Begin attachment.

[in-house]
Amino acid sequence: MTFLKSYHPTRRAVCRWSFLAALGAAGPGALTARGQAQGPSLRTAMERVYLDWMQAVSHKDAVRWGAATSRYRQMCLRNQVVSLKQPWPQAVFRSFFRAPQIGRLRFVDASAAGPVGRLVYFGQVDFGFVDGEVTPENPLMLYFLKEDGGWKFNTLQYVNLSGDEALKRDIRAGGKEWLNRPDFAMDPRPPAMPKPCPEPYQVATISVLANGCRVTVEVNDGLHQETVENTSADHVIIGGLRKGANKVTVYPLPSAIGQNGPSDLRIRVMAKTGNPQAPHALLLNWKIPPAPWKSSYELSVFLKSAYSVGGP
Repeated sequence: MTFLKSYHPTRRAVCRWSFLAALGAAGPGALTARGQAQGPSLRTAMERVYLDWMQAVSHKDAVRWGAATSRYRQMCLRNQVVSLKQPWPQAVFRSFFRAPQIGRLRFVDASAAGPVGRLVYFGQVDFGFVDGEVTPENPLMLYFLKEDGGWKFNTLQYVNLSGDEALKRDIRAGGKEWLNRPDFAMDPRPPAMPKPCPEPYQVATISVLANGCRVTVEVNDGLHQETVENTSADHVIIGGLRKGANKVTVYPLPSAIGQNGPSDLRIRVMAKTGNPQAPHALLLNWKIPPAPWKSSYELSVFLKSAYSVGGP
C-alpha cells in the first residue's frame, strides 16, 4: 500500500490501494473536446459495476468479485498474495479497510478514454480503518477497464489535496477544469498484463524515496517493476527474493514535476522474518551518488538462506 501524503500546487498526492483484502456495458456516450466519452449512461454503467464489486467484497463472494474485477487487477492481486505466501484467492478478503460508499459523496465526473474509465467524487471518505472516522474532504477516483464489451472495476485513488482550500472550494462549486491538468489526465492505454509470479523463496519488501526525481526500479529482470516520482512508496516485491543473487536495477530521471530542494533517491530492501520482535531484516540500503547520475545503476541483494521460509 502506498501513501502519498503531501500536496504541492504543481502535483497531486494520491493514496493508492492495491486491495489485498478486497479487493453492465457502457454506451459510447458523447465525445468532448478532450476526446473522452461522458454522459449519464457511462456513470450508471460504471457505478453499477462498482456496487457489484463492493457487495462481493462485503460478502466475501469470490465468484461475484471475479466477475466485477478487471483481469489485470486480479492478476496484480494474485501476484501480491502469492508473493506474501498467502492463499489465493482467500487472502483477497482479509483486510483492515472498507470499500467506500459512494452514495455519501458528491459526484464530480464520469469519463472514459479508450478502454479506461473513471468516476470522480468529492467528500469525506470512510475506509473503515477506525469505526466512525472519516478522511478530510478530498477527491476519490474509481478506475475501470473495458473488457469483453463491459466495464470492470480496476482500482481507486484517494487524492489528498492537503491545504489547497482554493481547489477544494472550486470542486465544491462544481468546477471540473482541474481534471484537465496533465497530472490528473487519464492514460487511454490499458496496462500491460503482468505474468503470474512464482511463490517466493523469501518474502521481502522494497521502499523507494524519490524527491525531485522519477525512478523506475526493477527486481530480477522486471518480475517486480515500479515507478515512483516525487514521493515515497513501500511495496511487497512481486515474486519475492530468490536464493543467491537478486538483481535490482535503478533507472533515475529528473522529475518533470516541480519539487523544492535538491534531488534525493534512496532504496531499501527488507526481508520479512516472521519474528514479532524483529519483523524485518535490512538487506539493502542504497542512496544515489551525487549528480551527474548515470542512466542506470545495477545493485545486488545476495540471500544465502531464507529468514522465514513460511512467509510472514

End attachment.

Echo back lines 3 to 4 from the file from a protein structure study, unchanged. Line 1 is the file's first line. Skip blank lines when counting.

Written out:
Repeated sequence: MTFLKSYHPTRRAVCRWSFLAALGAAGPGALTARGQAQGPSLRTAMERVYLDWMQAVSHKDAVRWGAATSRYRQMCLRNQVVSLKQPWPQAVFRSFFRAPQIGRLRFVDASAAGPVGRLVYFGQVDFGFVDGEVTPENPLMLYFLKEDGGWKFNTLQYVNLSGDEALKRDIRAGGKEWLNRPDFAMDPRPPAMPKPCPEPYQVATISVLANGCRVTVEVNDGLHQETVENTSADHVIIGGLRKGANKVTVYPLPSAIGQNGPSDLRIRVMAKTGNPQAPHALLLNWKIPPAPWKSSYELSVFLKSAYSVGGP
C-alpha cells in the first residue's frame, strides 16, 4: 500500500490501494473536446459495476468479485498474495479497510478514454480503518477497464489535496477544469498484463524515496517493476527474493514535476522474518551518488538462506 501524503500546487498526492483484502456495458456516450466519452449512461454503467464489486467484497463472494474485477487487477492481486505466501484467492478478503460508499459523496465526473474509465467524487471518505472516522474532504477516483464489451472495476485513488482550500472550494462549486491538468489526465492505454509470479523463496519488501526525481526500479529482470516520482512508496516485491543473487536495477530521471530542494533517491530492501520482535531484516540500503547520475545503476541483494521460509 502506498501513501502519498503531501500536496504541492504543481502535483497531486494520491493514496493508492492495491486491495489485498478486497479487493453492465457502457454506451459510447458523447465525445468532448478532450476526446473522452461522458454522459449519464457511462456513470450508471460504471457505478453499477462498482456496487457489484463492493457487495462481493462485503460478502466475501469470490465468484461475484471475479466477475466485477478487471483481469489485470486480479492478476496484480494474485501476484501480491502469492508473493506474501498467502492463499489465493482467500487472502483477497482479509483486510483492515472498507470499500467506500459512494452514495455519501458528491459526484464530480464520469469519463472514459479508450478502454479506461473513471468516476470522480468529492467528500469525506470512510475506509473503515477506525469505526466512525472519516478522511478530510478530498477527491476519490474509481478506475475501470473495458473488457469483453463491459466495464470492470480496476482500482481507486484517494487524492489528498492537503491545504489547497482554493481547489477544494472550486470542486465544491462544481468546477471540473482541474481534471484537465496533465497530472490528473487519464492514460487511454490499458496496462500491460503482468505474468503470474512464482511463490517466493523469501518474502521481502522494497521502499523507494524519490524527491525531485522519477525512478523506475526493477527486481530480477522486471518480475517486480515500479515507478515512483516525487514521493515515497513501500511495496511487497512481486515474486519475492530468490536464493543467491537478486538483481535490482535503478533507472533515475529528473522529475518533470516541480519539487523544492535538491534531488534525493534512496532504496531499501527488507526481508520479512516472521519474528514479532524483529519483523524485518535490512538487506539493502542504497542512496544515489551525487549528480551527474548515470542512466542506470545495477545493485545486488545476495540471500544465502531464507529468514522465514513460511512467509510472514